Will the Beijing Olympics Damage Its Sponsors’ Reputation?


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The ancient Olympic Games were founded in Greece in BC 776 as a sporting competition between the city states of ancient Greece. The modern Olympic Games games only began in 1859 as a sporting competition between nations. Only 150 athletes from a handful of countries took part. Today it is the pinnacle of sporting prowess. Ober 10,000 athletes from over a hundred countries now compete. And the whole world will be watching.

The current games due to start in 143 days time in Beijing is rapidly turning into a war of words between China and its many critics, over its treatment of Tibet and of its spiritual leader, the Dalai Lama. China’s insistence that Tibet is an internal matter, in contrast to the hopes of many of the countries that supported China’s bid for the games (partly in the hope that the honour of staging the Olympics would help open it up to the outside world) and its aggresive handling of the current troubles is threatening to derail the goodwill that surrounds the games.

Putting Tibetan politics to one side, if the arguments between China and its many critics get any worse, it may well reflect badly on many of the western corporate sponsors of the games. Household names like Volkswagen, General Electric, Visa and McDonalds. Companies whose large presence in China means they could hadly avoid becoming sponsors. The lighting of the Olympic flame in Greece has already been disrupted by Tibetan sympathisers. The flame being carried through Lhasa, the Tibetan capital is only likely to inflame criticism of China and the inevitable protests further. Are we going to see Tibetan sympathisers picketing your local McDonalds? How would you explain the pickets to your children? Or would you be heading for Burger King instead to avoid those difficult searching questions?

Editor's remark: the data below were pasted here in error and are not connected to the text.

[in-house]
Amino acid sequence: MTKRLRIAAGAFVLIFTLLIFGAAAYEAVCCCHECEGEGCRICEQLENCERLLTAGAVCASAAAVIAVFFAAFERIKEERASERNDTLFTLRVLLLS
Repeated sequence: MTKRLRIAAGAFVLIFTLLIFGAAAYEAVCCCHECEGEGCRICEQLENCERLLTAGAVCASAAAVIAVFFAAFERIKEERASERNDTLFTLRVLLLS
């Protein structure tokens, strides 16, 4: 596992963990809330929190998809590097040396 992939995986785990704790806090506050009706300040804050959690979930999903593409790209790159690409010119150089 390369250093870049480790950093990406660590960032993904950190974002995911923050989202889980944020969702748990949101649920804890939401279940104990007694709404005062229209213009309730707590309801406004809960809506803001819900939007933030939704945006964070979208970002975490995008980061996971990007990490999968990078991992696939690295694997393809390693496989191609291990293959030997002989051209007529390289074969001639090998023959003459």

Not suprisingly, western corporate sponsors have been largely silent thus far, rather hoping the troubles will go away. Somehow, I don’t think they are going to. In fact, I think they are going to get a lot worse in the run up to the opening ceremony. The Beijing Olympics have all the makings of a corporate reputation disaster for its western sponsors. But what should they do to manage the fallout? Indeed, what can they do? There are no easy answers.

What do you think? Should western companies be concerned corporate citizens and pull out while the going is good? Or should they stay the course arguing that sport is above politics?

Post a response and get the conversation going?

Graham Hill
Independent CRM Consultant
Interim CRM Manager

Graham Hill (Dr G)
Business Troubleshooter | Questioning | Thoughtful | Industrious | Opinions my own | Connect with me on LinkedIn https://www.linkedin.com/in/grahamhill/


  1. I see that Business Week’s lead online story aks if Tibet Could Sap Coke’s Olympic Zing . I suspect that the intransigence of the Chinese authorities in the face of their draconian handling of the Tibet crisis will mean that this will not be the last story either. There may come a time when even the biggest of companies must put their larger responsibility to civilised society above the profit motive.

    You read it here at CustomerThink first.

    Graham Hill
    Independent CRM Consultant
    Interim CRM Manager


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